It brought back memories of the time in kindergarten when Big Tina chased me down like a lion pursuing a sick wildebeest, planting a couple of smackers on my cheeks while I secretly wished that little Tina, the redhead, had done the chasing and the kissing.
We discussed ways to dissuade this behavior. B.'s first instinct was that his fists might be helpful, but I pushed for a softer-line solution. "She's your friend, B.," I said, "and she's hugging you because she likes you. You don't want to hurt or scare one of your friends. It's OK to say that you don't want her to touch you, but if you freak out she'll just want to do it more."
He considered this, and replied. "The school regulations" -- love that word choice, "regulations" -- "say that kissing is never OK, and that hugging is only OK if the person asks first. I didn't ask first!"
Later, at soccer practice, the little girl chanted "B.'s here! B.'s here!" when we showed up and, in fact, snuck in a little kiss in line. B. didn't look too upset.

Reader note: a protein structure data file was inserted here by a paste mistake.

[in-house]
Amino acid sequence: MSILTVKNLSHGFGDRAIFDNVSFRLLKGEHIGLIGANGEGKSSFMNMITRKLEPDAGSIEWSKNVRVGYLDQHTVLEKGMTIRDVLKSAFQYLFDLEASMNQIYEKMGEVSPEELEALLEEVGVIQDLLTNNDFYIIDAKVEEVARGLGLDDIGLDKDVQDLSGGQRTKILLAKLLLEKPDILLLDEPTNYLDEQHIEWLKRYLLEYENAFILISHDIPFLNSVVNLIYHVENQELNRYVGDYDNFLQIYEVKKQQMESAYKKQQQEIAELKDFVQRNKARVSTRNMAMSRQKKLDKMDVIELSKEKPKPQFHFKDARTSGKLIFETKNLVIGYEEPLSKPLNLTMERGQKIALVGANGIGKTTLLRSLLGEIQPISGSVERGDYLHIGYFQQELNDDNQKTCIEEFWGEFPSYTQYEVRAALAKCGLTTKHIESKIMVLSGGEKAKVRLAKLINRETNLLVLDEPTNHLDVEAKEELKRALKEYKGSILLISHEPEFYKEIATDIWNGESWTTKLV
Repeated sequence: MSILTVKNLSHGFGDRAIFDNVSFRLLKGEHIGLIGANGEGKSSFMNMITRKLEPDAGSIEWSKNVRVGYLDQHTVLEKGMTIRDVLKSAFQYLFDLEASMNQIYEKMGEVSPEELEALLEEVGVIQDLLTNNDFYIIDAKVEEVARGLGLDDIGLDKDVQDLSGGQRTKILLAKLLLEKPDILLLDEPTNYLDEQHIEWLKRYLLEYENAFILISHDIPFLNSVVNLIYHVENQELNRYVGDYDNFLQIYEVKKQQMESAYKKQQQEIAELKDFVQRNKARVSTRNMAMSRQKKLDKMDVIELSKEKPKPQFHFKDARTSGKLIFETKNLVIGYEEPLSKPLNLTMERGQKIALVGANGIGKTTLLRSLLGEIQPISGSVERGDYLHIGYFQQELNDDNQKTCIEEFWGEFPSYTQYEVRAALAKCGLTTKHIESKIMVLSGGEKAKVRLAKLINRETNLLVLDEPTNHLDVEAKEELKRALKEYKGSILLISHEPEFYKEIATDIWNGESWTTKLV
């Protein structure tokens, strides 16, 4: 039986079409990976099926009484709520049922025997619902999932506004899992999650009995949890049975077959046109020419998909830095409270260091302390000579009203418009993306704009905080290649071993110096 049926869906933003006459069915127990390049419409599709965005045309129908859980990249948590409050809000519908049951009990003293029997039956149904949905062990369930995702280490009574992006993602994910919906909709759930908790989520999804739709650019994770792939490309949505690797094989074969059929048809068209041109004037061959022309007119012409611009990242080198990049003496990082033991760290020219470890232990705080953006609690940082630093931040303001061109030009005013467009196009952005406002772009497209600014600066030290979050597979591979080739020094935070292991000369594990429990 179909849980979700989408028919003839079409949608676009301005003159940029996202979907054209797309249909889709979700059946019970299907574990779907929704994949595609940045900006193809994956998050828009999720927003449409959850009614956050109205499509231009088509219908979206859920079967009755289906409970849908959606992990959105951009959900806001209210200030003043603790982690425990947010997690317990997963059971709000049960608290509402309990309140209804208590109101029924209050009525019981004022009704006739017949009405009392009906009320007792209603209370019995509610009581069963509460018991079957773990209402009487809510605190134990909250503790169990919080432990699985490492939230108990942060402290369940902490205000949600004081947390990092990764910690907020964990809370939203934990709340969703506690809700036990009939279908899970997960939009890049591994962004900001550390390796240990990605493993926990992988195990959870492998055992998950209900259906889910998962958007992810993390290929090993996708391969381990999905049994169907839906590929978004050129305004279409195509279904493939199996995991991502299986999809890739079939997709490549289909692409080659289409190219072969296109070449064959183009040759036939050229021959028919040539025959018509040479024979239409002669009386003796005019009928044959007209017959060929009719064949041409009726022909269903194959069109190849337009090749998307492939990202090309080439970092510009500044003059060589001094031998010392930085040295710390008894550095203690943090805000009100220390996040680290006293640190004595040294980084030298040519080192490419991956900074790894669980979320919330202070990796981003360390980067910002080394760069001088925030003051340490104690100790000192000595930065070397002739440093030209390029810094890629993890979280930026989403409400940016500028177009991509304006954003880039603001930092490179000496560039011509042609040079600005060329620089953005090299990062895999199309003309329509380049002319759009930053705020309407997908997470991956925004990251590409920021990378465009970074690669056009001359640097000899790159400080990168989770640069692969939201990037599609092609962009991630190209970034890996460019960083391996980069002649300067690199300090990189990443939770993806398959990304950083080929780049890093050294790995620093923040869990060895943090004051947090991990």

On the way home, we talked about the cancer a little bit.
"Dad, I'm sort of glad that you're sick because we get to spend more time together. I mean, I'm not glad, but..." We went on from there, him breaking my heart with every word. On the one hand, he loves computer games and war books and thinks it might be a good idea to whack a cute little girl for hugging him. On the other, his empathy and sympathy for other people is widening and deepening almost every month. It's such a pleasure to watch his moral acuity grow.
He then told me that he hoped that I could just stay the same, so that we could stay together with the family. But then he paused, and reconsidered. "But I don't want you to hurt too much." I'm not hurting too much, I told him. I also want me to just stay the same if I can't get better. It occurred to me later that I could have said something about the deforolimus -- that I was, in fact, going to try to start taking a drug that was intended to help me "stay the same." But the placebo muddies those waters, and I'm always cautious -- perhaps overcautious -- about offering false hope.